# Need help with statics problem -- Structure to hold 1300 pounds

## Summary:

Trying to build a structure but not sure if i am doing it correctly

## Main Question or Discussion Point

So given a force F that is at r1/2, distances y, r1,r2,and r3. What is x?

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berkeman
Mentor
What is the context of your question? Is this for schoolwork?

Im trying to build a structure that can hold a 1300 lb supersack full of walnuts for work.

phinds
Gold Member
2019 Award
What is x?
Since you have given us no idea what constrains you want to put on x, how could we know? What is it you are trying to achieve?

davenn
Does x need to have a constraint? Its a statics problem. I figured you sum up the forces in the x direction, sum up the forces in the y direction and sum of the moments and solve for x. Seems pretty straight forward im just trying to check if i did it right so i want to see how someone who knows what they are doing, does it? The one thing i realized i left out is the angle of those angled beams. They should be 45 degrees.

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phinds
Gold Member
2019 Award
Does x need to have a constraint? Its a statics problem. I figured u sum up the forces in the x direction, sum up the forces in the y direction and sum of the moments and solve for x. Seems pretty straight forward im just trying to check if i did it right so i want to see how someone who knows what they are doing, does it? The one thing i realized i left out is the angle of those angled beams. They should be 45 degrees.
??? x is a DISTANCE, not a force, at least the way you have it drawn.

Yes exactly. Its a distance. I need to figure out how long that beam should be so thing thing doesnt fall over from the weight.

davenn
Gold Member
2019 Award
Yes exactly. Its a distance. I need to figure out how long that beam should be so thing thing doesnt fall over from the weight.
and what are you wanting to build the structure from ?
anything less than very strong and it will buckle long before it topples over

phinds
Gold Member
2019 Award
Yes exactly. Its a distance. I need to figure out how long that beam should be so thing thing doesnt fall over from the weight.
Well, that's trivial. x has be be a minimum of r1/2 + r2 - r3. In practice you'll want it a bit longer. Personally, I'd go with x = r1 + r2 - r3

jrmichler
Mentor
You want to hold a 1300 load, but don't know how to keep it from tipping over. I strongly suggest talking to a real engineer.

BTW, those angle braces do exactly nothing for the strength of the vertical column. Can you explain why?

Well, that's trivial. x has be be a minimum of r1/2 + r2 - r3. In practice you'll want it a bit longer. Personally, I'd go with x = r1 + r2 - r3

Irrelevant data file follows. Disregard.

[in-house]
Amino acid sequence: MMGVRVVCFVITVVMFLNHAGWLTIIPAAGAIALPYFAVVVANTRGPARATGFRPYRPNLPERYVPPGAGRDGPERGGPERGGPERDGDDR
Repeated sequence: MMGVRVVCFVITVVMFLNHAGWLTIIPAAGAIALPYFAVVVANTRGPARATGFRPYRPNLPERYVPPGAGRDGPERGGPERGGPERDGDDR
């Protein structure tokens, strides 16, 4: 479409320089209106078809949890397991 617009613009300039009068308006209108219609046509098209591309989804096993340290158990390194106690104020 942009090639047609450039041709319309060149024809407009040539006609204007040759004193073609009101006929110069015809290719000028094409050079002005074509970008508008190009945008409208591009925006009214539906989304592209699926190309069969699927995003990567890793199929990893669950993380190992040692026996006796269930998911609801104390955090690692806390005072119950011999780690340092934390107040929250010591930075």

If it was my job, I would want the front support at least 2 feet past the center of gravity of the 1300 lb load. Preferably a little more, or a lot more depending on the height. And anchor it to the floor.

phinds
Gold Member
2019 Award
You want to hold a 1300 load, but don't know how to keep it from tipping over. I strongly suggest talking to a real engineer.

BTW, those angle braces do exactly nothing for the strength of the vertical column. Can you explain why?

If it was my job, I would want the front support at least 2 feet past the center of gravity of the 1300 lb load. Preferably a little more, or a lot more depending on the height. And anchor it to the floor.
Sure, but he gave a very simplistic problem and I gave him a simplistic answer.

You want to hold a 1300 load, but don't know how to keep it from tipping over.
As far as that goes, what keeps it from tipping over sideways?

and what are you wanting to build the structure from ?
anything less than very strong and it will buckle long before it topples over
Its being built out of steel

As far as that goes, what keeps it from tipping over sideways?
Well it will have two of those side frames about 4 ft apart with connected cross beams

Well it will have two of those side frames about 4 ft apart with connected cross beams
One at each corner

We need to be able to drive a forklift to be able to rest straps from the supersack on the top bars sticking out

Sure, but he gave a very simplistic problem and I gave him a simplistic answer.
I wanted to see how you would use statics. Like sum the forces and the moments. I wanted to see how its done

berkeman
Mentor
Thread closed temporarily for Moderation (safety issues).

Because if the inexperience of the OP and the heavy loads involved, this thread will remain closed. Thanks to all who responded.

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